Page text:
Before the advent of the Hasidic Yeshiva in the late 1800s, what was the traditional method of education for Hasidic youth? Please correct me if I'm wrong, but I understand that many young Hasids began their formal education with a Melamed, who typically only taught a handful of students at time.
1) At what age did Hasidic boys begin studying with a Melamed, and what age did they usually stop? (After marriage?)
2) Did the Melamed typically teach students reading, writing and arithmetic, or only expressly religious subjects?
3) Was the Melamed typically paid by the parents of his students or by the community?
4) Was it typical for children of impoverished families to study with a Melamed? If not, how did the poorest families provide a Hasidic education for their children? (What was the nature of the education they received?)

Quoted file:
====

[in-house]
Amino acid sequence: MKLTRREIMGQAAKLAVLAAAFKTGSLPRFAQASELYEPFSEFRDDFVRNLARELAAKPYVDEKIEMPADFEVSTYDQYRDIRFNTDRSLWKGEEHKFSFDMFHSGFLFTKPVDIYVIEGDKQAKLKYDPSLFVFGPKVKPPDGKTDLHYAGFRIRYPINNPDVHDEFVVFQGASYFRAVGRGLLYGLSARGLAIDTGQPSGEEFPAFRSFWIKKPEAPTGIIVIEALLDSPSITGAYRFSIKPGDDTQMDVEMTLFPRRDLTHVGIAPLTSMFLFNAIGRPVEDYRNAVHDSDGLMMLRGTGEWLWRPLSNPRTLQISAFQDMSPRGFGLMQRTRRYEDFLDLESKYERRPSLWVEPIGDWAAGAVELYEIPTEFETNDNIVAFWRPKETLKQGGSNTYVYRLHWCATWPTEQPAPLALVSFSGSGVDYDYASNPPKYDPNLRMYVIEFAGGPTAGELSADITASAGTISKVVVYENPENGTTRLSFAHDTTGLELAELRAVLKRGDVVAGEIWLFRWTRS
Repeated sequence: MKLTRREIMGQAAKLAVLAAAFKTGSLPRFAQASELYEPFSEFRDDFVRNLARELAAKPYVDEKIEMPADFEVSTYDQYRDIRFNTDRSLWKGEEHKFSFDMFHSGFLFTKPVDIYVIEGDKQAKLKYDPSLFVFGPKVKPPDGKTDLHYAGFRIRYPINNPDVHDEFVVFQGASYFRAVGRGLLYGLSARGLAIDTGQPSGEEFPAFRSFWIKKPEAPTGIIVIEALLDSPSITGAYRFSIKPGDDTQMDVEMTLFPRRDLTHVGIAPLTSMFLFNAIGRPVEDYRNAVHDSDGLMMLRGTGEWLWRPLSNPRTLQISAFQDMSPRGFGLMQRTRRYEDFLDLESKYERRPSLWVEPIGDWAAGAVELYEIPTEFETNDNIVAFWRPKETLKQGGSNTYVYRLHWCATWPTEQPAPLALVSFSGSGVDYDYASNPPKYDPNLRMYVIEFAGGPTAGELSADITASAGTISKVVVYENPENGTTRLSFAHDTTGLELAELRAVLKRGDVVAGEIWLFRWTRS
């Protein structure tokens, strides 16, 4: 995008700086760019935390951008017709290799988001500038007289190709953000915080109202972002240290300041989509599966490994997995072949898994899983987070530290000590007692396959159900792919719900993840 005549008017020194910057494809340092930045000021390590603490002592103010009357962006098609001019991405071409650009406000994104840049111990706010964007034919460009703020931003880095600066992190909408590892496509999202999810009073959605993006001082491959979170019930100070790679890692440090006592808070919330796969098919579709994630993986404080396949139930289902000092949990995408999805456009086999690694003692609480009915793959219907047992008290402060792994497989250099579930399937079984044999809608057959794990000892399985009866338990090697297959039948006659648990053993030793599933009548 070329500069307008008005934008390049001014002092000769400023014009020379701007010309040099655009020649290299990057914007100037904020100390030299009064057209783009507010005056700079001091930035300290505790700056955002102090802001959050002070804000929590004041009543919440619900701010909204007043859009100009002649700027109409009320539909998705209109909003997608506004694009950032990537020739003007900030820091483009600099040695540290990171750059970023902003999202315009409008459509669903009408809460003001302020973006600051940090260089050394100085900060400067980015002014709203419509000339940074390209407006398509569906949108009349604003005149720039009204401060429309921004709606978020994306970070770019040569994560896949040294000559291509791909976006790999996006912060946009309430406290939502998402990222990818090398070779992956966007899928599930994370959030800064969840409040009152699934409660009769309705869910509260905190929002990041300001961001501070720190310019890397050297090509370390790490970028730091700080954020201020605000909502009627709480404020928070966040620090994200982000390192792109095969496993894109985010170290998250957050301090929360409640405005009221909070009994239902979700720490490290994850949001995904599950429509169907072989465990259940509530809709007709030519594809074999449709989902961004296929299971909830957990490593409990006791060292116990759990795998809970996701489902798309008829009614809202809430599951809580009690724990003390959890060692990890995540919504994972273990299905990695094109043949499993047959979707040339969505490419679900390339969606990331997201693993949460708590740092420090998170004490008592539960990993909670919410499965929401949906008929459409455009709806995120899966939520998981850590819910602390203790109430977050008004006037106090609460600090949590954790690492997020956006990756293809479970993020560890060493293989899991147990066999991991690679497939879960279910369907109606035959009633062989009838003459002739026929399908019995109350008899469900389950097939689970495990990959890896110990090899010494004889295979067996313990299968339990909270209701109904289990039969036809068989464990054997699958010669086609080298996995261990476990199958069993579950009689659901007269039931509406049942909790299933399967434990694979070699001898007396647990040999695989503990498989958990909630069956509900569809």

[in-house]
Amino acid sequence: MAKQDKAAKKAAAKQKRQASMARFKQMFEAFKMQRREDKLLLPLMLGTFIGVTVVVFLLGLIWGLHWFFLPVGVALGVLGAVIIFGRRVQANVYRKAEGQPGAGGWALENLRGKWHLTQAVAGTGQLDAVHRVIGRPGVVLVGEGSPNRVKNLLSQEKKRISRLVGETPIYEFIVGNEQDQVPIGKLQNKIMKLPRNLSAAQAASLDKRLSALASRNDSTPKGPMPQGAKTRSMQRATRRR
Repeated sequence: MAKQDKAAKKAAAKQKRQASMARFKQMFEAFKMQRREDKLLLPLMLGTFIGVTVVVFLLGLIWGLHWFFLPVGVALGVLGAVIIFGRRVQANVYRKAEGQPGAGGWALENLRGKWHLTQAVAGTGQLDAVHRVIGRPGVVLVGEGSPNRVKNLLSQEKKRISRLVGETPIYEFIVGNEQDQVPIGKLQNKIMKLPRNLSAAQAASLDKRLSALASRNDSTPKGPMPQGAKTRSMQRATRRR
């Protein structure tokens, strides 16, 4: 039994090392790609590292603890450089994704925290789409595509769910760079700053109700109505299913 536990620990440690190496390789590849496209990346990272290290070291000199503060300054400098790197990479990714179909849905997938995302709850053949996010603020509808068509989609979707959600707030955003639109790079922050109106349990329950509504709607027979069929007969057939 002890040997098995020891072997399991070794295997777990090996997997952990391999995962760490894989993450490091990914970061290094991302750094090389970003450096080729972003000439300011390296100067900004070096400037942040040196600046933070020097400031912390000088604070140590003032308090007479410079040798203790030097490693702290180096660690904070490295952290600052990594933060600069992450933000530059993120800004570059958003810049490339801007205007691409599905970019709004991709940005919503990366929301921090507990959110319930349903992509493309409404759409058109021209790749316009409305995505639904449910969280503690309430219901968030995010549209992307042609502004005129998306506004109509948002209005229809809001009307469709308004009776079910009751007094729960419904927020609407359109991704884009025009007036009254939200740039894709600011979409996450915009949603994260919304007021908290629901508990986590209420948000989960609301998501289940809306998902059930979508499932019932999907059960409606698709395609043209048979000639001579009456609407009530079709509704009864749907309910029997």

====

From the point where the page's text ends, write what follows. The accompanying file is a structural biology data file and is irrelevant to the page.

5) What were the quaifications and the educational background of a typical Melamed who taught in small towns?
6) In lieu of Yeshiva, how did older (teen) Hasids engage in study of Torah and Talmud? (Did they usually study in groups, with adults in shul, or alone?)
Any answers you can help me with will be appreciated. Thanks!
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